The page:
- As Dr. Safer suggests, work on your unfinished internal disquiet with the intention of making yourself a less difficult person, slower to provocation in and out of political discussions. She lists practical suggestions you and your counterpart can use to defuse your news-driven clashes.
- Try to recognize people as personalities with individuality, not as members of a disliked or unfamiliar group, simple replaceable parts in the human food chain from which you benefit.
- Engage those of different ethnicities, gender identification, religion or color without reliance on stereotypes. Talk to them, not at them; with them more than about them. Use their names. Shake hands. Work to see a kindred soul within the faces of political opponents.
- Give tender devotion to the values binding you to those you love. Life would be boring if everyone thought and acted the same way.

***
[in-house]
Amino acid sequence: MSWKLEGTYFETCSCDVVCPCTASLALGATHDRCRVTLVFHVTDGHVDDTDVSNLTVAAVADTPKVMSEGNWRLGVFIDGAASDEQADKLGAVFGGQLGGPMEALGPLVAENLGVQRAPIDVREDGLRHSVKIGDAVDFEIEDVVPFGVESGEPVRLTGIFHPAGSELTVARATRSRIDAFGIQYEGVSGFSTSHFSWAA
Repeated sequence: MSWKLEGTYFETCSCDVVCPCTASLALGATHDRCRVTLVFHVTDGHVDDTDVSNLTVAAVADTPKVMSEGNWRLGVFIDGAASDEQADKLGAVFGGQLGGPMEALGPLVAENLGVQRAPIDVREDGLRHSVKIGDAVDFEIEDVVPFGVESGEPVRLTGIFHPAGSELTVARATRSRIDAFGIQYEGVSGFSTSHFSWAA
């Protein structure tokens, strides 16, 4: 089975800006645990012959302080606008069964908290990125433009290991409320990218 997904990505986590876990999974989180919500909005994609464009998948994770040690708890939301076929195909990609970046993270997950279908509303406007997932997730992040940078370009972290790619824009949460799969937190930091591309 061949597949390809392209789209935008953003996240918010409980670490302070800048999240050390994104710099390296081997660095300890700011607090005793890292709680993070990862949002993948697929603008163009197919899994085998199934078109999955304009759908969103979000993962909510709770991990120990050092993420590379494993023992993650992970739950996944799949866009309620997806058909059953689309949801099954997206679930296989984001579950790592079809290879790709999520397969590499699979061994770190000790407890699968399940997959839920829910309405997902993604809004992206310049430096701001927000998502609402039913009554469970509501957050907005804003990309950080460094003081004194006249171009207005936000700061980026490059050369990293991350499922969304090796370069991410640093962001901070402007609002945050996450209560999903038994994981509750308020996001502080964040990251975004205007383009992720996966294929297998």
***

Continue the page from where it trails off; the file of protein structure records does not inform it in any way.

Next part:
*There are limits to Dr. Safer’s tolerance and optimism: “You won’t find encouragement to tolerate a mate or a friend or a family member who is a recalcitrant racist, a sexist, or a supporter of Antifa or the Alt-right.”
I received an advanced copy of Dr. Safer’s book courtesy of St. Martin’s Press. My commentary was done without compensation, with the understanding that it might as easily be negative as positive.
The top painting reproduction is Metamorphosis by Joan Miro. The next two are by Paul Klee. In order, they are Ancient Harmony and Angel, Still Groping. The final work is a Study of Hands, by Egon Schiele.